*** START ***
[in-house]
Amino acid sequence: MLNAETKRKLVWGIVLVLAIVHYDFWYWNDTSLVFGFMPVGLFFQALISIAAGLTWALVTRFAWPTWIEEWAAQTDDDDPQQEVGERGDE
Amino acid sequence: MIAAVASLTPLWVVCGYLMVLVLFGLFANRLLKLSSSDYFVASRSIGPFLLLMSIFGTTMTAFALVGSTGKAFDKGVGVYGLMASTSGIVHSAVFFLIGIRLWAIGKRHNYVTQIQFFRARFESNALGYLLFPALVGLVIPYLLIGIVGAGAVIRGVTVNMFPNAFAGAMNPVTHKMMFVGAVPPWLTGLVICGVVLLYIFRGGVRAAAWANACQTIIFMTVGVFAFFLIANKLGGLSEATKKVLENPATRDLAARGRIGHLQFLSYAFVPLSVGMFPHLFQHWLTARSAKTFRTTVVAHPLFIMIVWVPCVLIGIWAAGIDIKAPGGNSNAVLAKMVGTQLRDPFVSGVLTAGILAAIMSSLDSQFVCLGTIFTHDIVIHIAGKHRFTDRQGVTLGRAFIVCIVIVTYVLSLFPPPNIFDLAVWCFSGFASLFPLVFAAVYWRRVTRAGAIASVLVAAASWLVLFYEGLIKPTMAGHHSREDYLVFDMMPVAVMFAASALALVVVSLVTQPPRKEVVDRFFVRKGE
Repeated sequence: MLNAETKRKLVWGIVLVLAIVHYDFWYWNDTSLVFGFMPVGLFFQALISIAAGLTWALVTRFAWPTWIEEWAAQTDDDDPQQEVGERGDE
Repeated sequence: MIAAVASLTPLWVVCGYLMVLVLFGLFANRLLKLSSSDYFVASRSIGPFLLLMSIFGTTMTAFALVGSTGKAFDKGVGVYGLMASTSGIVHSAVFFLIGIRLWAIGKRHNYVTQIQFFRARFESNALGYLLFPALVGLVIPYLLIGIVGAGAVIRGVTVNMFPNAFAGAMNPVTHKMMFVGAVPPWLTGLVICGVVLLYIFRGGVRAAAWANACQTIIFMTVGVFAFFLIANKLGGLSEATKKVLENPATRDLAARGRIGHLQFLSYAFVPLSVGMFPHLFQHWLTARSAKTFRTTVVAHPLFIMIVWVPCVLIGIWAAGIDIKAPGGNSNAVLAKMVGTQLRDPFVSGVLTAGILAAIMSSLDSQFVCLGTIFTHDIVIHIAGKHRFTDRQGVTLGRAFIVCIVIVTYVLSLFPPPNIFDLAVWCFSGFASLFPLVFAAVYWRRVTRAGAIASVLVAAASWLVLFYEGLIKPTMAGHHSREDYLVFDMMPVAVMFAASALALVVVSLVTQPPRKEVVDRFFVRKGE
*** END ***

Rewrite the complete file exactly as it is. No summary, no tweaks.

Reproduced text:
[in-house]
Amino acid sequence: MLNAETKRKLVWGIVLVLAIVHYDFWYWNDTSLVFGFMPVGLFFQALISIAAGLTWALVTRFAWPTWIEEWAAQTDDDDPQQEVGERGDE
Amino acid sequence: MIAAVASLTPLWVVCGYLMVLVLFGLFANRLLKLSSSDYFVASRSIGPFLLLMSIFGTTMTAFALVGSTGKAFDKGVGVYGLMASTSGIVHSAVFFLIGIRLWAIGKRHNYVTQIQFFRARFESNALGYLLFPALVGLVIPYLLIGIVGAGAVIRGVTVNMFPNAFAGAMNPVTHKMMFVGAVPPWLTGLVICGVVLLYIFRGGVRAAAWANACQTIIFMTVGVFAFFLIANKLGGLSEATKKVLENPATRDLAARGRIGHLQFLSYAFVPLSVGMFPHLFQHWLTARSAKTFRTTVVAHPLFIMIVWVPCVLIGIWAAGIDIKAPGGNSNAVLAKMVGTQLRDPFVSGVLTAGILAAIMSSLDSQFVCLGTIFTHDIVIHIAGKHRFTDRQGVTLGRAFIVCIVIVTYVLSLFPPPNIFDLAVWCFSGFASLFPLVFAAVYWRRVTRAGAIASVLVAAASWLVLFYEGLIKPTMAGHHSREDYLVFDMMPVAVMFAASALALVVVSLVTQPPRKEVVDRFFVRKGE
Repeated sequence: MLNAETKRKLVWGIVLVLAIVHYDFWYWNDTSLVFGFMPVGLFFQALISIAAGLTWALVTRFAWPTWIEEWAAQTDDDDPQQEVGERGDE
Repeated sequence: MIAAVASLTPLWVVCGYLMVLVLFGLFANRLLKLSSSDYFVASRSIGPFLLLMSIFGTTMTAFALVGSTGKAFDKGVGVYGLMASTSGIVHSAVFFLIGIRLWAIGKRHNYVTQIQFFRARFESNALGYLLFPALVGLVIPYLLIGIVGAGAVIRGVTVNMFPNAFAGAMNPVTHKMMFVGAVPPWLTGLVICGVVLLYIFRGGVRAAAWANACQTIIFMTVGVFAFFLIANKLGGLSEATKKVLENPATRDLAARGRIGHLQFLSYAFVPLSVGMFPHLFQHWLTARSAKTFRTTVVAHPLFIMIVWVPCVLIGIWAAGIDIKAPGGNSNAVLAKMVGTQLRDPFVSGVLTAGILAAIMSSLDSQFVCLGTIFTHDIVIHIAGKHRFTDRQGVTLGRAFIVCIVIVTYVLSLFPPPNIFDLAVWCFSGFASLFPLVFAAVYWRRVTRAGAIASVLVAAASWLVLFYEGLIKPTMAGHHSREDYLVFDMMPVAVMFAASALALVVVSLVTQPPRKEVVDRFFVRKGE